I think that many of the trends we have seen in the actuarial employment market over the last decade will continue over the next 10-15 years. In recent years the actuarial practices in the ‘big four’ audit firms have grown significantly, many of the traditional actuarial firms have been subsumed into other businesses and many insurers have significantly bolstered their in-house actuarial teams. I think that this growth of in-house actuarial roles will continue, with a deepening involvement of actuaries across insurance businesses’ many functions, where the actuarial skills are increasingly seen as adding value to insurers’ commercial operations.

What has been your most memorable career lesson?
Trusting my own instinct and judgment. Where I have had concerns about something, more often than not they have proven to be warranted, and generally tackling issues sooner rather than later is better.

What is the biggest issue keeping your clients awake at night currently?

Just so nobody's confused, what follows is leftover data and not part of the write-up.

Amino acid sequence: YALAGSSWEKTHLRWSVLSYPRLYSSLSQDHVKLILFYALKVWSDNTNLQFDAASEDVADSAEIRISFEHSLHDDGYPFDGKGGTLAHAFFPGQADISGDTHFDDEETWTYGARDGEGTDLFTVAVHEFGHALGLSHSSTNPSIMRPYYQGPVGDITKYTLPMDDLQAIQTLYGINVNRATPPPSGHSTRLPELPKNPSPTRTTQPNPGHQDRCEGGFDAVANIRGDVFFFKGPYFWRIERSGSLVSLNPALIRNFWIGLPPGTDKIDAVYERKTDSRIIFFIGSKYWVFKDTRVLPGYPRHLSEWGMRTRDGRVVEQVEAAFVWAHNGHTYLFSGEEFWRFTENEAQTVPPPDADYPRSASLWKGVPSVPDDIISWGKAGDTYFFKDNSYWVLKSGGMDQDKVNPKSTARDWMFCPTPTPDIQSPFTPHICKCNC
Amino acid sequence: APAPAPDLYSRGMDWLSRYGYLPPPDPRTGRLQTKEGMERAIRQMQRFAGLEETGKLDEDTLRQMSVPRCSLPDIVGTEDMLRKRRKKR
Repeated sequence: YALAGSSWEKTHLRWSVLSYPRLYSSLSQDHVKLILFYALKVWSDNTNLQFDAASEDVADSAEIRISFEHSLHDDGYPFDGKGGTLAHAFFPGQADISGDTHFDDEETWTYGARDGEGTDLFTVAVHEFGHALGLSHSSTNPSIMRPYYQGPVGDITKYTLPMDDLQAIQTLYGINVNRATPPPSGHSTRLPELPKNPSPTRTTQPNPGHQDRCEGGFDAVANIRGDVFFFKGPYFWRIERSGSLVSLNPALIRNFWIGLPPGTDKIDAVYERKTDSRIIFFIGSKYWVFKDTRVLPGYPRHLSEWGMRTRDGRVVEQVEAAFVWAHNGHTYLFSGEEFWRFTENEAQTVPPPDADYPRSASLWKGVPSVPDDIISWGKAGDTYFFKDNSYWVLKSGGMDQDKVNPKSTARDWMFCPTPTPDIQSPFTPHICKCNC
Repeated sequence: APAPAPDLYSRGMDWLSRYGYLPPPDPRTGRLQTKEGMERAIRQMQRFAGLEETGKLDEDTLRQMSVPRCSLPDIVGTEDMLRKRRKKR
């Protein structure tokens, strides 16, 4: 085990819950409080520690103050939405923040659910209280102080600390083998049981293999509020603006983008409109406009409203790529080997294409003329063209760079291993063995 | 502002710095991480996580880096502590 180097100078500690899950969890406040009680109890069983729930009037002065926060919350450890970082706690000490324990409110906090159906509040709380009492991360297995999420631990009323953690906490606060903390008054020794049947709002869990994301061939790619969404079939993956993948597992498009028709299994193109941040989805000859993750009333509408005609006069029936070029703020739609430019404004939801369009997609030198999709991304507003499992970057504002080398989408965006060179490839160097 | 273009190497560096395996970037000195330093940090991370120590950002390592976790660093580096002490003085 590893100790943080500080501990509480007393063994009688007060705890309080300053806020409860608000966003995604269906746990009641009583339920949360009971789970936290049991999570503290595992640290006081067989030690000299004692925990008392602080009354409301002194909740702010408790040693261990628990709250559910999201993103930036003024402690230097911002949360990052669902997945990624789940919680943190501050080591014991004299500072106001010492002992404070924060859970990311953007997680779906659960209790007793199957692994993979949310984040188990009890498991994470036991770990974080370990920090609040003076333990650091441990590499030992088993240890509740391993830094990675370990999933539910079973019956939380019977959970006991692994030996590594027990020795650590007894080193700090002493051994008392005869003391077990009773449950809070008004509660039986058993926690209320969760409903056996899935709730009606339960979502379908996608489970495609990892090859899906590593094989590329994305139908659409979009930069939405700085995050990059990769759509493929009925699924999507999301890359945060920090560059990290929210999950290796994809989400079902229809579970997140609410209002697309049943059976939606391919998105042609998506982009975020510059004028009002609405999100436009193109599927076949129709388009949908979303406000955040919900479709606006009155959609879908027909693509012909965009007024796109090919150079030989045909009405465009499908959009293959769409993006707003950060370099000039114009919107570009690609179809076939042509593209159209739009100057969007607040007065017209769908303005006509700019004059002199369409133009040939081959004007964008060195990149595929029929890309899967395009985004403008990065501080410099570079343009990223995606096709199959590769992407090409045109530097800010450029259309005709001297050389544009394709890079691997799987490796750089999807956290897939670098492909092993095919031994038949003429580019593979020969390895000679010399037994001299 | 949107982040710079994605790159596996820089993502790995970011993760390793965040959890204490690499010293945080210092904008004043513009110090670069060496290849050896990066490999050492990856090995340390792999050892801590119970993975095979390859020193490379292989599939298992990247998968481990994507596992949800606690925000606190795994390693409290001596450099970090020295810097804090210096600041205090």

I do a lot of work in the UK motor insurance market, and turning around performance in that market from its very unprofitable level in 2009/2010 is a major challenge for many of my clients. While prices have been increasing over the last year, price competition remains very strong with insurers wrestling to gain ownership of the customer.

At the same time, claims inflation is motoring, fuelled by a whole range of factors. Together with potentially increased capital costs in a post-Solvency II world, there is plenty for many in the motor market to worry about. It is equally an exciting market to be working in as an actuary, for example, by helping to improve profitability, understanding the customer better and getting a proper grip on the claims trends.